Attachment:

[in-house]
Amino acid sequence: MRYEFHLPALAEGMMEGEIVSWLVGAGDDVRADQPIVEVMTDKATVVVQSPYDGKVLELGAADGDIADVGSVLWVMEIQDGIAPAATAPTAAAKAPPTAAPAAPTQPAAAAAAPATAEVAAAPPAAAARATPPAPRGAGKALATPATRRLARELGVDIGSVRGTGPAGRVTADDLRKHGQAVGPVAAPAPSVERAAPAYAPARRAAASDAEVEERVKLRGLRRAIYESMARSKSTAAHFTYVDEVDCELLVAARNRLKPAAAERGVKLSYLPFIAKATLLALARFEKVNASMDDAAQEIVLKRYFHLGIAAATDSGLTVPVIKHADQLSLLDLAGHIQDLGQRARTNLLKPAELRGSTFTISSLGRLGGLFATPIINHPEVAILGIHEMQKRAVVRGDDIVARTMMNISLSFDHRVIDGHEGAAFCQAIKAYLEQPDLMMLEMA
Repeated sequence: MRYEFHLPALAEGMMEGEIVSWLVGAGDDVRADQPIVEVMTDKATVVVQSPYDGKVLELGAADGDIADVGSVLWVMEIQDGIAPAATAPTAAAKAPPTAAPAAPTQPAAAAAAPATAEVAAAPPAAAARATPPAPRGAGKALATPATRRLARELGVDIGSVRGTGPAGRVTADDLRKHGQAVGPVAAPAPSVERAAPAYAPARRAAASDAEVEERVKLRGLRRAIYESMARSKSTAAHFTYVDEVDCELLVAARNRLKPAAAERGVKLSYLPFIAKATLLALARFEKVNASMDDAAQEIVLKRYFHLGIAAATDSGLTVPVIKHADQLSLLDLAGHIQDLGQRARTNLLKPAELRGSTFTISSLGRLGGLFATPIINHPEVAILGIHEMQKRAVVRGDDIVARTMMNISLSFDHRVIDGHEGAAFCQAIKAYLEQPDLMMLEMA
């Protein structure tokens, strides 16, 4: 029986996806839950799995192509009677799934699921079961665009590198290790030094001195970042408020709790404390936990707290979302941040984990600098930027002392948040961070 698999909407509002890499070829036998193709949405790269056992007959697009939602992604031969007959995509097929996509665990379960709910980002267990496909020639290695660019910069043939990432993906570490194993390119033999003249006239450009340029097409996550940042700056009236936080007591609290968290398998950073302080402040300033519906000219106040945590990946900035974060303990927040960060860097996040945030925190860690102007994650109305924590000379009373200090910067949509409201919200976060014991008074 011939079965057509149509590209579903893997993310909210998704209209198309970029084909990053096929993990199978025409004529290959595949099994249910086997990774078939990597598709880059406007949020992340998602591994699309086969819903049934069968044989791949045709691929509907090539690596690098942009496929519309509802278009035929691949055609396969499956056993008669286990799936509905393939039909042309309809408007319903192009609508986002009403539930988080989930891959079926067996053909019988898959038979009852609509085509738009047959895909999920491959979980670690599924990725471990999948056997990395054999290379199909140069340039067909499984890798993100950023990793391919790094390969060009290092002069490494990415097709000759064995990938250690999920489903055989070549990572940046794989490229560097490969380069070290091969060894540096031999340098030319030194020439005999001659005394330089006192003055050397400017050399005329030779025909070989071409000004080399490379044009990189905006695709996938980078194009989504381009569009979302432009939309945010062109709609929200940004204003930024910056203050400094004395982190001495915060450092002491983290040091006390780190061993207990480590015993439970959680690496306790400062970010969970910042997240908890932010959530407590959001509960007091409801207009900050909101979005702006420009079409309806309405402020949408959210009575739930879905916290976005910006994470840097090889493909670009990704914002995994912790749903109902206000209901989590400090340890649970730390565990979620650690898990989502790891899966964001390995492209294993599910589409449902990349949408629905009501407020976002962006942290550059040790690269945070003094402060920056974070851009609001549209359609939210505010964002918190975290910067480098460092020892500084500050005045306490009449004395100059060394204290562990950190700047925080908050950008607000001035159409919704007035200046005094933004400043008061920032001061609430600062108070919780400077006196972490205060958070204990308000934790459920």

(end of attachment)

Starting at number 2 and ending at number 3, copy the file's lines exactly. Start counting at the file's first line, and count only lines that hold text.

Amino acid sequence: MRYEFHLPALAEGMMEGEIVSWLVGAGDDVRADQPIVEVMTDKATVVVQSPYDGKVLELGAADGDIADVGSVLWVMEIQDGIAPAATAPTAAAKAPPTAAPAAPTQPAAAAAAPATAEVAAAPPAAAARATPPAPRGAGKALATPATRRLARELGVDIGSVRGTGPAGRVTADDLRKHGQAVGPVAAPAPSVERAAPAYAPARRAAASDAEVEERVKLRGLRRAIYESMARSKSTAAHFTYVDEVDCELLVAARNRLKPAAAERGVKLSYLPFIAKATLLALARFEKVNASMDDAAQEIVLKRYFHLGIAAATDSGLTVPVIKHADQLSLLDLAGHIQDLGQRARTNLLKPAELRGSTFTISSLGRLGGLFATPIINHPEVAILGIHEMQKRAVVRGDDIVARTMMNISLSFDHRVIDGHEGAAFCQAIKAYLEQPDLMMLEMA
Repeated sequence: MRYEFHLPALAEGMMEGEIVSWLVGAGDDVRADQPIVEVMTDKATVVVQSPYDGKVLELGAADGDIADVGSVLWVMEIQDGIAPAATAPTAAAKAPPTAAPAAPTQPAAAAAAPATAEVAAAPPAAAARATPPAPRGAGKALATPATRRLARELGVDIGSVRGTGPAGRVTADDLRKHGQAVGPVAAPAPSVERAAPAYAPARRAAASDAEVEERVKLRGLRRAIYESMARSKSTAAHFTYVDEVDCELLVAARNRLKPAAAERGVKLSYLPFIAKATLLALARFEKVNASMDDAAQEIVLKRYFHLGIAAATDSGLTVPVIKHADQLSLLDLAGHIQDLGQRARTNLLKPAELRGSTFTISSLGRLGGLFATPIINHPEVAILGIHEMQKRAVVRGDDIVARTMMNISLSFDHRVIDGHEGAAFCQAIKAYLEQPDLMMLEMA